Thursday, May 27, 2010

Familiar Foes

The Flyers and Blackhawks don't see each other very often. In fact, being in separate conferences, the two Stanley Cup Finalists only clash once every regular season. If you recall, this year's game ended in fantastic fashion:

The Flyers won that contest on March 13, 3-2, in a dramatic way. Simon Gagne, Scott Hartnell and of course Chris Pronger scored for the Flyers, while Kris Versteeg and Marian Hossa tallied for the Blackhawks. But the man who stole the show was none other than Michael Leighton, who stopped 39 of 41 shots against the high-octane Hawks.

While one nail-biting game is hardly anything to go off of when it comes to this championship series that begins on Saturday, these teams are more familiar with one another than you might think. And it starts with the man who stood out more than any other the last time these two teams hit the ice against one another.

Michael Leighton

Rest assured, you will hear plenty about the MIchael Leighton-Chicago connection throughout this series. The Blackhawks selected Leighton in the 6th round of 1999 NHL draft, 165th overall. In the 2002-03 season, the 21-year-old got his first shot in the NHL for Chicago, playing in 8 games, starting 6 while posting a 2-3-2 record with a 2.82 goals against average, .913 save percentage and one shutout. Not bad for a fill-in rookie.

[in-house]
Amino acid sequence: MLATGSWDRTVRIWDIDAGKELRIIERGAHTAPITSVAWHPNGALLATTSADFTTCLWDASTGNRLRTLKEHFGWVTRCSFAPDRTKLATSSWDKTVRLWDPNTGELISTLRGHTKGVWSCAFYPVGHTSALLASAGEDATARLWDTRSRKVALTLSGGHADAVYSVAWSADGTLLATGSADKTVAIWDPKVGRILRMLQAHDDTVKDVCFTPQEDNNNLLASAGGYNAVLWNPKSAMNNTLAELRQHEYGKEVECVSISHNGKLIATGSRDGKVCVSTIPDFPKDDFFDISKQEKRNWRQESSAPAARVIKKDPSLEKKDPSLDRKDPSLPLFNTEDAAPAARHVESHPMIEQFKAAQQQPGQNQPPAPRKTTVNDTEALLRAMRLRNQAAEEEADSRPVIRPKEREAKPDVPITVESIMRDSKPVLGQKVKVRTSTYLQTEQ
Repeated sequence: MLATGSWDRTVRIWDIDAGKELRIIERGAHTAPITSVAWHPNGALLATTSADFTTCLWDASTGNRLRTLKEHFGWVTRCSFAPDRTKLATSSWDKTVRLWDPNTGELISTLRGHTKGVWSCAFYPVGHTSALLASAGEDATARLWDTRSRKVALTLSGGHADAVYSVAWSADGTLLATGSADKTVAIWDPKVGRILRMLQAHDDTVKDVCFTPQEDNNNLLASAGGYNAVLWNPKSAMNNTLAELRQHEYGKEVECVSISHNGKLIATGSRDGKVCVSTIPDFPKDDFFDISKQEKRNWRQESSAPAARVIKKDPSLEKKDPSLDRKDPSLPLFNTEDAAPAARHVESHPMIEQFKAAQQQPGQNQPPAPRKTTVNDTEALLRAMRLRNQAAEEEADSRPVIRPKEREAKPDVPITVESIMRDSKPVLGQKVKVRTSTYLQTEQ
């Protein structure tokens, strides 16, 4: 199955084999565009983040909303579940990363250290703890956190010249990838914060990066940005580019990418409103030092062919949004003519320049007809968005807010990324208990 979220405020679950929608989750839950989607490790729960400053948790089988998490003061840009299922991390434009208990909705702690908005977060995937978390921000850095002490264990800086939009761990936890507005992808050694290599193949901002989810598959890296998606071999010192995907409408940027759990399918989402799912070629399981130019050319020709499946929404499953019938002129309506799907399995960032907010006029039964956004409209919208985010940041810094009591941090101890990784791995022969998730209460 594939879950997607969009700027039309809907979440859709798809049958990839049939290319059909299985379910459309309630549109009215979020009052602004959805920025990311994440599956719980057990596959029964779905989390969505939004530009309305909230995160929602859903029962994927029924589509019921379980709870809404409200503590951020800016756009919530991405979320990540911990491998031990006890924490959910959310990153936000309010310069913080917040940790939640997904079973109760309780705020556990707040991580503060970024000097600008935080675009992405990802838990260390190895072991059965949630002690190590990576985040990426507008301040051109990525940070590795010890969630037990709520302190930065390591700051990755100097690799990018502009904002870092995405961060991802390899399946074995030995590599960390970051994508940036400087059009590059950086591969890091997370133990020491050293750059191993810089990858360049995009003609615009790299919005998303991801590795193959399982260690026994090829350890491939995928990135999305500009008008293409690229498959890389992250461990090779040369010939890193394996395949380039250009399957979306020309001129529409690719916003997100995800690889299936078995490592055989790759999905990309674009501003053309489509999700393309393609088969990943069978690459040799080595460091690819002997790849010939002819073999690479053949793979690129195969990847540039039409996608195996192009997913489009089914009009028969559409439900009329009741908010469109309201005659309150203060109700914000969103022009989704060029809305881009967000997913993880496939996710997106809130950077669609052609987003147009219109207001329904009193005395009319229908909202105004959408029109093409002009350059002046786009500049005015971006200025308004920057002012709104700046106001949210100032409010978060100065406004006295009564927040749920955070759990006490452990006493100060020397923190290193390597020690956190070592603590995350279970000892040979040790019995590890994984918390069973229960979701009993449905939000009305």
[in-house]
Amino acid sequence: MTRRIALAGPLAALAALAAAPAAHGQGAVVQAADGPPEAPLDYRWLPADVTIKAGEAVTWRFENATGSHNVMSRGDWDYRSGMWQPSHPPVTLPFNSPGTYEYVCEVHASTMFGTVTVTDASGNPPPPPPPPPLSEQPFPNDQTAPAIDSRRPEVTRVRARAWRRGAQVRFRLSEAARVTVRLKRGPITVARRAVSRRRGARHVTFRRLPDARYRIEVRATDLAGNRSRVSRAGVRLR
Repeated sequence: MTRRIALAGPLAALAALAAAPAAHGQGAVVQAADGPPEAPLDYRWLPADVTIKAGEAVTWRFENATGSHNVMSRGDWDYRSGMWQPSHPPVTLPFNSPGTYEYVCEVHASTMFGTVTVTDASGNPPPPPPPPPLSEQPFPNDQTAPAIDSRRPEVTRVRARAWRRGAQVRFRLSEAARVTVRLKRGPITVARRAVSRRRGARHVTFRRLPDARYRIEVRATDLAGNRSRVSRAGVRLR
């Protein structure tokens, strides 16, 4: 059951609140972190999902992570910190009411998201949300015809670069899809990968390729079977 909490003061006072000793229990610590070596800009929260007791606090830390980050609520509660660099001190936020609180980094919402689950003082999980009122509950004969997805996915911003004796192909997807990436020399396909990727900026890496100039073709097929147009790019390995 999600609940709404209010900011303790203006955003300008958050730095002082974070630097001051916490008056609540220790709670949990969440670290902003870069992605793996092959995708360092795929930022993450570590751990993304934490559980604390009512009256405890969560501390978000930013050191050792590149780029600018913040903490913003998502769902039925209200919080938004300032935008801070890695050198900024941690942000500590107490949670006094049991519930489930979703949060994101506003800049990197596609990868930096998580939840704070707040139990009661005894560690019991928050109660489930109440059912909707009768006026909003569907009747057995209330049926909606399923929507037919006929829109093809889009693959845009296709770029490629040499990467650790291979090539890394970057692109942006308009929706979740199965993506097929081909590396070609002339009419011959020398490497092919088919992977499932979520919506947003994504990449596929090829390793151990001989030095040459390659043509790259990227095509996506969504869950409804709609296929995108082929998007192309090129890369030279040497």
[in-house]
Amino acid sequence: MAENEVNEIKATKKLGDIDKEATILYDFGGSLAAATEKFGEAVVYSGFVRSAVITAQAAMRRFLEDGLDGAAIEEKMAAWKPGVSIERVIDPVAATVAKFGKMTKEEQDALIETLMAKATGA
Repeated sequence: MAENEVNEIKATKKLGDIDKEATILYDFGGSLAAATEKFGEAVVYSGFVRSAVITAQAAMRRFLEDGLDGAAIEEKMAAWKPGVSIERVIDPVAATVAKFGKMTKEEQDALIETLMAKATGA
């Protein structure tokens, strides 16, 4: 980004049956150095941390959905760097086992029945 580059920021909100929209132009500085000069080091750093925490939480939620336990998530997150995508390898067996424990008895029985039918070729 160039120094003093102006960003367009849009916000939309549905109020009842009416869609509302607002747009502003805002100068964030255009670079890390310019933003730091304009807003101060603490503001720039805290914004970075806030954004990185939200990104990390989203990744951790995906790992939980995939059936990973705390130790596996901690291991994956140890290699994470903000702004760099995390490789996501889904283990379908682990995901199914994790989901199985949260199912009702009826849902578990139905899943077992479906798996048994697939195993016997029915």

The next season, Leighton had the opportunity to compete for the starting job, a job he wound up not holding on to. He started 33 games that season, played in 34, but just couldn't buy a win. His record was a pretty awful 6-18-8, and his numbers slipped to a 2.99 goals against average and .900 save percentage, though he did manage two shutouts. Still, Leighton was a young goaltender who showed some promise … promise the Blackhawks didn't think was worth their time. Leighton never played another game for Chicago again, toiled in the minors before the Flyers picked up him in 2006-07, where he played in four games and was nothing short of awful — 2-2 with a 3.70 gaa and .882 save percentage — before the Flyers sent him packing and Nashville scooped him up … for all of one game.

Then it was off to Carolina, where Leighton put up pedestrian (at best) numbers as a backup to Cam Ward, but also where he developed a relationship with Peter Laviolette. The rest, as they say, is history.